The film centers on Joan Crawford, who I normally hate but I have to admit, was spectacular in this movie.  She has an absolutely horrible, selfish daughter who makes Teresa Giudice's kids look like sweet, obedient children.  It is in film noir style but it certainly isn't your typical noir; in fact, it is really like nothing I have ever seen before.

Michael Curtiz certainly brings us some weird ones that are either horrifically awful or surprisingly good.  Luckily, this one falls in the latter category.

RATING: *****

Interesting Facts:

Joan Crawford was secretly having her costumes altered to be more flattering.  Yeah, I was right; she was a bitch.

Joan Crawford faked an illness so she wouldn't have to attend the Academy Awards because she was convinced she wouldn't win.  When she heard she did, she immediately jumped out of bed and began to put on make up to meet the press.  God, she was just the worst.

175. Spellbound

Directed by Alfred Hitchcock

All right so this is a strange one.  On the one hand, it is Hitchcock so it is very entertaining and has excellent pacing.  On the other hand, it is probably one of the most offensive and weird Hitchcock ever made.

We have a great cast here at least.  Ingrid Bergman plays the typical female doctor seen in the 40s.  In other words, even though she is a successful doctor she is not happy until she falls in love, at which point she loses her smarts and starts acting like melodramatic teenager.  Opposite Ingrid is Gregory Peck and I must admit, I completely fell in love with him from this movie in high school and subsequently had a bunch of pictures of him in my locker.  Ah, young love.  We also have a stereotypical German.

This movie is fun, though; the plot will keep you guessing.  I would love to laugh about the silliness of some of the twists but I don't want to spoil it for you so I will refrain.  When Peck became terrified of the table cloth, though, I almost spit out my drink.

Most people will say that the film is amazing for its dream sequence, one which only goes on for about two minutes.  I think every Hitchcock is indispensable, though, so watch it!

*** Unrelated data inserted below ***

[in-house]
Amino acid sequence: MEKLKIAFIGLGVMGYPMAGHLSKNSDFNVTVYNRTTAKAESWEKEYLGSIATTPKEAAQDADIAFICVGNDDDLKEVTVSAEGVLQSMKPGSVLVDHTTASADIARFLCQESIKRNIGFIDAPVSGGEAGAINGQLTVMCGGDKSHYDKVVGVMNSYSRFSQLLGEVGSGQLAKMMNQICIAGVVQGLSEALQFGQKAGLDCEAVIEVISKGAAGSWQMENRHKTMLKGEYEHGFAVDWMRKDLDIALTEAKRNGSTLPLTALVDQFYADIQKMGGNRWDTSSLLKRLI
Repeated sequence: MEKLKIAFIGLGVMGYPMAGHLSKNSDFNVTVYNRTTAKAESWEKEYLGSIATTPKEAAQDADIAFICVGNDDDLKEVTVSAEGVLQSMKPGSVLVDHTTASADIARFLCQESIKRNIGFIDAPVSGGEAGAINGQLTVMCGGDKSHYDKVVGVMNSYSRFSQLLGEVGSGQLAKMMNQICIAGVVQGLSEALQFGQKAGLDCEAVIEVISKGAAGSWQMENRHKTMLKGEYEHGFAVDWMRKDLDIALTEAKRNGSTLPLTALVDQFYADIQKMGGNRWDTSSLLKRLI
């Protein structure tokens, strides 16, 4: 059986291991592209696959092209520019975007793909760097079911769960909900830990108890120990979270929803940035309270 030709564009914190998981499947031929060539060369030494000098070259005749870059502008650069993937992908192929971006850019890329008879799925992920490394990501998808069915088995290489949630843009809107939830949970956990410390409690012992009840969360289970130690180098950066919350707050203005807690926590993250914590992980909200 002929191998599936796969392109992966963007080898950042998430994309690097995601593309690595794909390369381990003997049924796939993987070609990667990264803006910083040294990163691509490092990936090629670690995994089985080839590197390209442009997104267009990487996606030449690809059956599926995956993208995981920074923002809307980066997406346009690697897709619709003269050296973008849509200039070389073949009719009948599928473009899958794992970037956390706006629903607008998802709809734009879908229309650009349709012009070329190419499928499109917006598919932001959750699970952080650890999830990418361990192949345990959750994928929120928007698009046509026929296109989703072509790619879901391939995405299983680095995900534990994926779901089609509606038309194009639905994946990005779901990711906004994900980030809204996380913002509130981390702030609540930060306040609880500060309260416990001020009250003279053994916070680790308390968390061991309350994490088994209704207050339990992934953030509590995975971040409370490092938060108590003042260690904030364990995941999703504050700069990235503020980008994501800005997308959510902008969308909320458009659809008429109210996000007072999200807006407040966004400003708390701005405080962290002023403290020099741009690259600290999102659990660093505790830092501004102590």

RATING: ****-

Interesting Facts:

One of the first Hollywood films that dealt with psychoanalysis.

Dream sequence created by Salvador Dali.  Ew, I knew he would creep up again.

HITCHCOCK RADAR: Forty minutes in, coming out of the elevator.

Alfred Hitchcock referred to the film as "just another manhunt wrapped up in pseudo-psychoanalysis". 

174. The Battle of San Pietro

The Battle of San Pietro
Directed by John Huston

I knew going into this that this wouldn't be the most enjoyable experience.  War documentaries aren't really my thing; I seem to prefer movies where I learn as little as possible.  The positive side was that this movie is only around thirty minutes long.

I set this film up in my sister's bedroom.  She seemed to take this as an excellent time to not study the film, but to teach me how to walk in heels since apparently I am the disgrace of the family when I wear them.  A decision is still pending on whether or not I am allowed to wear my black heels Saturday night.  I imagine you will eagerly await the verdict with me.

Anyway, I didn't pay to much attention as soon as the narrator started droning on about the soldiers.  It is a load of propaganda fluff anyway so I didn't miss too much wisdom.  Skip it.

RATING: **---

Interesting Facts:

US army considered it too damaging to a soldier's morale to be shown.

Cut to a 32 minute version since it was considered to anti war.

Wednesday, July 25, 2012

173. Murder, My Sweet

Murder, My Sweet
Farewell My Lovely
Directed by Edward Dymtryk

I had a bit of an adventure with this one, owing to the fact that I couldn't find it anywhere.  But don't fret, readers, this fearless blogger didn't let you down!  I instead went to the University of Michigan film library with my sister.  I don't even go to U of M so you can see how much I sacrifice for my followers.  

Anyway, the college film library is one of the coolest places I have ever been to.  Immediately when you walk in you can see that the walls are lined with scripts about any movie you can imagine.  While my mouth was watering looking at the glam shots that decorated the walls, my sister went up to the librarian (?) and asked if they had Murder, My Sweet or Farewell My Lovely (same film, different titles).  The man looked frankly insulted that we would even imagine that he did not possess the movie.  Then, as if he was tucking us into bed, he sat us down in a comfortable viewing room (which had shelves upon shelves of books about movies, my favorite being The RKO Gals) and put on the film.  Once my sister and I had stopped running around like overstimulated toddlers, we finally paid attention to the movie.

I have a feeling I would have enjoyed myself even if an infomercial was played on a loop.  Still, this film was entertaining on its own merits.  It is simply the picture perfect film noir movie, which includes:

  • Dames who have been around the block
  • Someone threatening someone else with a swift punch in the nose